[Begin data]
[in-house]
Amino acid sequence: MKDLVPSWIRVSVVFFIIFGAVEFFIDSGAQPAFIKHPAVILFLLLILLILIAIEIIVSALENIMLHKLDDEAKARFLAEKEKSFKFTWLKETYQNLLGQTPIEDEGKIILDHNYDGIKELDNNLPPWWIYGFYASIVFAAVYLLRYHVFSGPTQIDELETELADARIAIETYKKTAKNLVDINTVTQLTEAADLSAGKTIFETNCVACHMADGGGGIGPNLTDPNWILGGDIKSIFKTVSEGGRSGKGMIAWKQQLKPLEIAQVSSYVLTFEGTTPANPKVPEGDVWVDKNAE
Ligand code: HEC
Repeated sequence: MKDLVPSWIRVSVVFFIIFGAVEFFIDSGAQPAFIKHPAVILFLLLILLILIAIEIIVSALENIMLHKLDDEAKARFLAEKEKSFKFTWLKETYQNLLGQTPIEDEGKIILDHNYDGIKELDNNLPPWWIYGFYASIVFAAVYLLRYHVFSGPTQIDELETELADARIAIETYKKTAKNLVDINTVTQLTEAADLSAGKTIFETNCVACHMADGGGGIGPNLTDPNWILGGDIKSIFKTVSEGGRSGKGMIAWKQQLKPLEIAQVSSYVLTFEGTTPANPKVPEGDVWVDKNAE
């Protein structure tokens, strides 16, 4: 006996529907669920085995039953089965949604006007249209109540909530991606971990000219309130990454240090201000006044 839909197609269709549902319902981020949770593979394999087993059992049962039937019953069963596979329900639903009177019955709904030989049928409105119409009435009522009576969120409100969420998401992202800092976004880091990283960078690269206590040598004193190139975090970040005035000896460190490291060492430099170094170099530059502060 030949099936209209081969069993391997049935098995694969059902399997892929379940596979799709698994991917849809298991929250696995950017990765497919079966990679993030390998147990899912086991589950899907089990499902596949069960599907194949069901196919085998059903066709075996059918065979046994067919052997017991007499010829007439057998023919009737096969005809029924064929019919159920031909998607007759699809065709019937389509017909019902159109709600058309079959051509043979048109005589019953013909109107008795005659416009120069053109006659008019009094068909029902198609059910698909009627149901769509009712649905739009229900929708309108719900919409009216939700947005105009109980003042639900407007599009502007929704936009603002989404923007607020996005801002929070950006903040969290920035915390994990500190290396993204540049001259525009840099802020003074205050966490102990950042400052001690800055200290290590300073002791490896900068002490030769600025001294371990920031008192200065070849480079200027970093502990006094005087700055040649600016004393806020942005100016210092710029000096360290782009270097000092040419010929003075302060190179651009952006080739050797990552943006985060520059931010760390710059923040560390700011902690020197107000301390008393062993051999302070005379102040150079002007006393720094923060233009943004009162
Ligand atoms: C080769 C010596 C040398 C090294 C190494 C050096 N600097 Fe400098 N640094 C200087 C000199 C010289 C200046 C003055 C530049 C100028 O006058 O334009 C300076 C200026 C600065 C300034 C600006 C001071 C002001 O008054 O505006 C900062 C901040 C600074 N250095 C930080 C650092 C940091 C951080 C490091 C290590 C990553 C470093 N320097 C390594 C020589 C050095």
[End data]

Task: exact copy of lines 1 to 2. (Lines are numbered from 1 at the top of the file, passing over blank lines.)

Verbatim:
[in-house]
Amino acid sequence: MKDLVPSWIRVSVVFFIIFGAVEFFIDSGAQPAFIKHPAVILFLLLILLILIAIEIIVSALENIMLHKLDDEAKARFLAEKEKSFKFTWLKETYQNLLGQTPIEDEGKIILDHNYDGIKELDNNLPPWWIYGFYASIVFAAVYLLRYHVFSGPTQIDELETELADARIAIETYKKTAKNLVDINTVTQLTEAADLSAGKTIFETNCVACHMADGGGGIGPNLTDPNWILGGDIKSIFKTVSEGGRSGKGMIAWKQQLKPLEIAQVSSYVLTFEGTTPANPKVPEGDVWVDKNAE